The biggest challenges facing the engineering sector

Jemma Smith, Editor
October, 2022

While the engineering sector is crucial not only to our economy, but also to our everyday lives it isn't without its share of challenges. Find out more about some of the most pressing issues and what's being done to overcome them

It's no secret that the engineering industry is struggling against a widespread skill and staff shortage. Technology is developing rapidly, and the global population is growing apace. It's in the hands of current and future engineers to maintain and sustain many crucial aspects of our lives.

'Ensuring that we have enough people with the right skills and experience is about bringing a greater number and greater diversity of young people into engineering,' says Dr Hilary Leevers, CEO of EngineeringUK. 'We also need to upskill and reskill the current workforce for the current and future workplace - this includes digital skills and the ability to think and work across traditional disciplinary boundaries.'

While the need to recruit fresh talent into the industry is a pressing concern, it isn't the only challenge that the sector is facing.

Net zero

'Engineering and technology are at the heart of the race to net zero and there will be hundreds of thousands of 'green jobs' for people with engineering skills,' explains Dr Leevers.

'Decarbonisation across the UK economy will rely on new, innovative engineering solutions conceived and realised by a diverse workforce. While much of the workforce tasked with delivering this transformation is already in employment, many are now coming through the education system.'

'Jobs will become increasingly available in solar, wind power, the electricity grid and electric vehicles, but engineers are also working on innovations in how we travel, how we power our lives, sustainable food production and planet-friendly fashion,' adds Dr Leevers.


'Engineering is a varied, stimulating and important career but we need to work harder than ever to ensure that it's a career choice that's accessible for the next generation of young people - not just for their own life chances but so we have a diverse and insightful workforce that enables the UK to thrive,' says Dr Leevers.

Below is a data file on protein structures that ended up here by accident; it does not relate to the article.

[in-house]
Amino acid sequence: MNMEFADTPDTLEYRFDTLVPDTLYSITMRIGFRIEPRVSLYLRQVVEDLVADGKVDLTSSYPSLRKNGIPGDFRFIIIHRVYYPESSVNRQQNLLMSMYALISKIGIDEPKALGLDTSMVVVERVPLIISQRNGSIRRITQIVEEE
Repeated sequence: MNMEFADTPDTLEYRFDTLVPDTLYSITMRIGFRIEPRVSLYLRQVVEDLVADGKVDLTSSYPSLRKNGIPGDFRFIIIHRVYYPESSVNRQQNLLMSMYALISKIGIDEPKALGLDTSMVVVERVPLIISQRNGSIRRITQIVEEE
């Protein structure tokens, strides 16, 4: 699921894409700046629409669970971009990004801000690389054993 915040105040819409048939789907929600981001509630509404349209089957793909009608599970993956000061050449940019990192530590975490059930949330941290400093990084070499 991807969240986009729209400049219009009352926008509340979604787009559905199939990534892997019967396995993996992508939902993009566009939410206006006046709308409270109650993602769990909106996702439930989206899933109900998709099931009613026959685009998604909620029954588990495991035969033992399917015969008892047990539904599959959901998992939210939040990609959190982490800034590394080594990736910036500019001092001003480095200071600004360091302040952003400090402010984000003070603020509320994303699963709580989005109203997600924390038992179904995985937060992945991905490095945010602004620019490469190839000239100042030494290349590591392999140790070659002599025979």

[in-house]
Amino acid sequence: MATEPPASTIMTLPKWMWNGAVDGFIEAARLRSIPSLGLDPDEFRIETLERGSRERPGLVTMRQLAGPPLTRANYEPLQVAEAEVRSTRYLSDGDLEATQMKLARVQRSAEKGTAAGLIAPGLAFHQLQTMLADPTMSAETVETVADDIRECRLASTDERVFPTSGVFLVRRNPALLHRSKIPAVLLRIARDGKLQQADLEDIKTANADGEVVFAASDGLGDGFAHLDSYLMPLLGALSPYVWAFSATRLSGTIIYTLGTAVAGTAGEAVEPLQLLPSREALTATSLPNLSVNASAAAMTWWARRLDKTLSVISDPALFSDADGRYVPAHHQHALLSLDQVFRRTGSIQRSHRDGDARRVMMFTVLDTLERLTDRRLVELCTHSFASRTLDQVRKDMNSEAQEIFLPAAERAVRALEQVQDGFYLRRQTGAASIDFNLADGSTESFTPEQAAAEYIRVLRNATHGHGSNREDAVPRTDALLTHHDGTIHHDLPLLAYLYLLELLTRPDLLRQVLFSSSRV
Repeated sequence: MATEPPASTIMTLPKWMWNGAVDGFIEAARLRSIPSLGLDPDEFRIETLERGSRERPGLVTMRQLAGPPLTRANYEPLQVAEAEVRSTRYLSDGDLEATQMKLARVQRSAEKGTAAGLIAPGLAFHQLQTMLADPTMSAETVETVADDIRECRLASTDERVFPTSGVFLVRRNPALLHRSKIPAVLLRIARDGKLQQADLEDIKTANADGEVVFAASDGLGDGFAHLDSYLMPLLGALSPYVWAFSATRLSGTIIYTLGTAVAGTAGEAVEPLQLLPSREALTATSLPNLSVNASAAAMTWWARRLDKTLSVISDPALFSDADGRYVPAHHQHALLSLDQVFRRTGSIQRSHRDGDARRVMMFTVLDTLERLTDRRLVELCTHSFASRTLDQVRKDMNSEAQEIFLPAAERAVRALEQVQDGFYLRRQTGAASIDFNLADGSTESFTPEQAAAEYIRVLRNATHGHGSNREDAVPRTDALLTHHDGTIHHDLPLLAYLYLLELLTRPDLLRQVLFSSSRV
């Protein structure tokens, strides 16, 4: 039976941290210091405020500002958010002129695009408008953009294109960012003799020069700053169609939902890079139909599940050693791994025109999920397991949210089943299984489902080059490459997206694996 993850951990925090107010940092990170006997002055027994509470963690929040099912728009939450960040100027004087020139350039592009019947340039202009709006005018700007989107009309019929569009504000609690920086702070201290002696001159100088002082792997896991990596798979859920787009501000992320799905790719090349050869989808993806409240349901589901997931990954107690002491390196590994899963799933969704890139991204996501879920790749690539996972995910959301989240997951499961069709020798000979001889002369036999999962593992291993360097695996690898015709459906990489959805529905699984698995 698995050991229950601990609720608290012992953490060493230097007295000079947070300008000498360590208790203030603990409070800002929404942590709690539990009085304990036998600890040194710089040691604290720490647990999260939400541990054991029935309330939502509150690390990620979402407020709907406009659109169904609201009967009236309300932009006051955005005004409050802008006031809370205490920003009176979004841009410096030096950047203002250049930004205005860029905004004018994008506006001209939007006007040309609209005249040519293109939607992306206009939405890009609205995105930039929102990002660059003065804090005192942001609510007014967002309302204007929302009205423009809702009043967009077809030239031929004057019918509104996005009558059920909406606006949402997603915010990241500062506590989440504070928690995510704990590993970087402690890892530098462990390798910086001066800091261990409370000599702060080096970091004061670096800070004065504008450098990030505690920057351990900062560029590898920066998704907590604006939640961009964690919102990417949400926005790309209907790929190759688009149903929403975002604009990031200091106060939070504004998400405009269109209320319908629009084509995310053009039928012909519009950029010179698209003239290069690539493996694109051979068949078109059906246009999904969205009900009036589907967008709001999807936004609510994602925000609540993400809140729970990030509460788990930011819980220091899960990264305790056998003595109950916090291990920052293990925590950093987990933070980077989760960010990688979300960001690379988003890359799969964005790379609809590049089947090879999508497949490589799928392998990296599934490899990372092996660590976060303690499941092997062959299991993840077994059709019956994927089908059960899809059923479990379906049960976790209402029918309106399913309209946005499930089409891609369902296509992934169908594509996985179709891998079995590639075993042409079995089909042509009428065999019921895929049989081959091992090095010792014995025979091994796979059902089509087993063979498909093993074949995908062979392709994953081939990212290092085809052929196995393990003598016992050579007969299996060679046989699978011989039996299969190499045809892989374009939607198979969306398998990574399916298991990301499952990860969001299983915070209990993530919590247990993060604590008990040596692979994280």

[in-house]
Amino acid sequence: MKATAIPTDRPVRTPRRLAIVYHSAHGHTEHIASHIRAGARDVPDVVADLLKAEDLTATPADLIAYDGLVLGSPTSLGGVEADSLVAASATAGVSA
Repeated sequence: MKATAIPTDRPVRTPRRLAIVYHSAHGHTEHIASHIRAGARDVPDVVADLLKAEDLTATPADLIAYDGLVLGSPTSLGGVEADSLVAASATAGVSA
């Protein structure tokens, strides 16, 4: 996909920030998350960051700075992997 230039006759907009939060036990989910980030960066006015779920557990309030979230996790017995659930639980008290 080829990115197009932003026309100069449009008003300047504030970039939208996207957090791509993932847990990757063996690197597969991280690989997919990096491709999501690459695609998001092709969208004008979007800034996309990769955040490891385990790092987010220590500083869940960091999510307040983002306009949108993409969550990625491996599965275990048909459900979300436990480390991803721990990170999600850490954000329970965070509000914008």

It's generally agreed upon that in order to inspire young people into engineering, the sector as a whole needs to improve the quality, targeting, inclusivity and reach of activities designed to attract talent to the industry.

'At EngineeringUK we're working with others to drive a new era of engagement so our collective impact can change at scale. We're looking carefully at what needs to happen for us to have the impact we want - more diverse young people considering a career in engineering,' adds Dr Leevers.

Tomorrow's Engineers Code is a commitment to common goals covering how organisations fund, design, deliver and learn from engineering-inspiration activities. This is a growing community committed to increase the diversity and number of young people entering engineering careers.

'It's encouraging to see that the number of women working in engineering roles has grown from 562,000 in 2010, to 936,00 in 2021. Nevertheless, the fact that women represent only 16.5% of those working in engineering is a serious concern. Women make up half the population, but we draw on such a small proportion of their talent - we, and the engineering sector as a whole, need to work harder to drive change.'

A number of initiatives exist to encourage girls to study engineering:

  • Ada Lovelace Day celebrates women in STEM, held annually on the second Tuesday of October. The day is commemorated by a live event, Ada Lovelace Day Live!, where women are encouraged to share stories, comedy sketches or musical pieces with a STEM focus. The day includes events around the world, and men and women alike are encouraged to write about women in STEM on a public platform - via social media, blogging or in print.
  • The Women's Engineering Society (WES) holds conferences celebrating women in engineering, including their International Women in Engineering Day (INWED) on 23 June each year. The society also offers a mentoring programme for women in STEM and holds an annual awards scheme, WE50, recognising 50 influential women in engineering.
  • The WISE campaign aims to increase the participation, contribution and success of women in STEM by providing support for teachers, staff, STEM ambassadors and students. Its Ten Steps programme helps firms recruit and retain women.

Discover more opportunities for women in engineering.

Raising awareness of engineering careers

'Our research shows that young people who know more about what engineers do are more likely to perceive the profession in a positive way and to consider a career in engineering - in fact, young people attending a STEM careers activity were over three times as likely to consider a career in engineering than those who had not,' explains Dr Leevers.

Sharing insights on what works well in terms of designing and targeting engineering outreach, committing to developing high quality activities and giving young people a reliable platform to access them, will help raise awareness of engineering careers.

'Through campaigns (Tomorrow's Engineers Week) and awareness days (International Women in Engineering Day) we have the opportunity to showcase the breadth and excitement of engineering,' adds Dr Leevers.

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